The Hallucinatory Space of the Darkroom Esther Teichmann May 2011

The Hallucinatory Space of the Darkroom Esther Teichmann May 2011

The Hallucinatory Space of the Darkroom             Esther Teichmann  June 2011

above and below; Esther Teichmann,  Untitled from Mythologies, 2011

The darkroom gives birth to the material photograph within the space of a red night, within a space of liquid, altered temporality, an unstable space of inverted, luminous non-fixity; a feminine, maternal space. The darkroom is an enclosed space we enter, stepping from the light of day, from a linear temporality, into this other parallel modality of time. Photographic time, mythical time, collapsing the past and the present into the futural- that which is about to appear and perhaps eclipse itself, appearing only to disappear, promising a reawakening of the lost body of desire, requiring a work of mourning at every moment. Bathed in the silent darkness of night, half light of red liquid as though I am opening my eyes within my mother’s womb, tinted light seeping through blood vessels and capillaries, I see differently here – half-blinded, there is a clarity within the inverted hovering projection, within the floating shivering movement of the image appearing upon its material support.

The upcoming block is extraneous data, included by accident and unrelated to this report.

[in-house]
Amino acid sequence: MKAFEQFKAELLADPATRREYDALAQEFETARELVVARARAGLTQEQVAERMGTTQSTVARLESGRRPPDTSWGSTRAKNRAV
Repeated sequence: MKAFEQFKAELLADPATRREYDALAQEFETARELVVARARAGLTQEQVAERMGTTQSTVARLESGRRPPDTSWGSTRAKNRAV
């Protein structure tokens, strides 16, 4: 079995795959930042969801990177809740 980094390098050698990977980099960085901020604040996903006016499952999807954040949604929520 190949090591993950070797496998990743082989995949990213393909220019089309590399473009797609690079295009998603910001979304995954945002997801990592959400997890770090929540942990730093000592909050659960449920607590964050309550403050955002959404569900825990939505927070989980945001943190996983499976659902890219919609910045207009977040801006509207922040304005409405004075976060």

“Ultimately – or at the limit – in order to see a photograph well, it is best to look away or close your eyes. ‘The necessary condition for an image is sight’ Janouch told Kafka; and Kafka smiled and replied: ‘We photograph things in order to drive them out of our minds. My stories are a way of shutting my eyes.’”[1]

Whether within the cloaked, shadowed night of the darkroom or within the blinding light of day, the photograph, like the mother’s body and the lover’s, may only ever be experienced as fragment, a remnant withdrawing from the world and from experience. The space of the darkroom as a space of night and death, a space of encountering loss and immateriality, as a sexualized, erotic and maternal space of liquid desire, is also the space of falling, fainting, sagging into sleep, into the imaginary space of dreams. Falling into sleep is to succumb to a falling in which we fall into ourselves. In this space of night within us, we become indistinguishable from this world and from ourselves.

This image one sinks into, falls into, within the darkroom, within the studio, also demands that what was there within the world, no longer exists, is no longer itself and no longer other or separate. It has become image, touching rather than being visible, and within this remove of distance and otherness also becomes removed from itself, suddenly neutral, impersonal and indeterminate. The thing, the figure, the other, then falls away, absent as the image emerges in its place. This is the violence of desire and fascination, this is the violence done to mother and lover, the violence of photography. Blanchot talks of the force of the maternal figure being exactly this force of fascination, as childhood is a time in which one lives within this gaze of fascination. Perhaps some of this ruthless, enchanted way of seeing is what lingers within the artist’s relationship to seeing; a liquid world of conflation where objects sink into themselves involuntarily.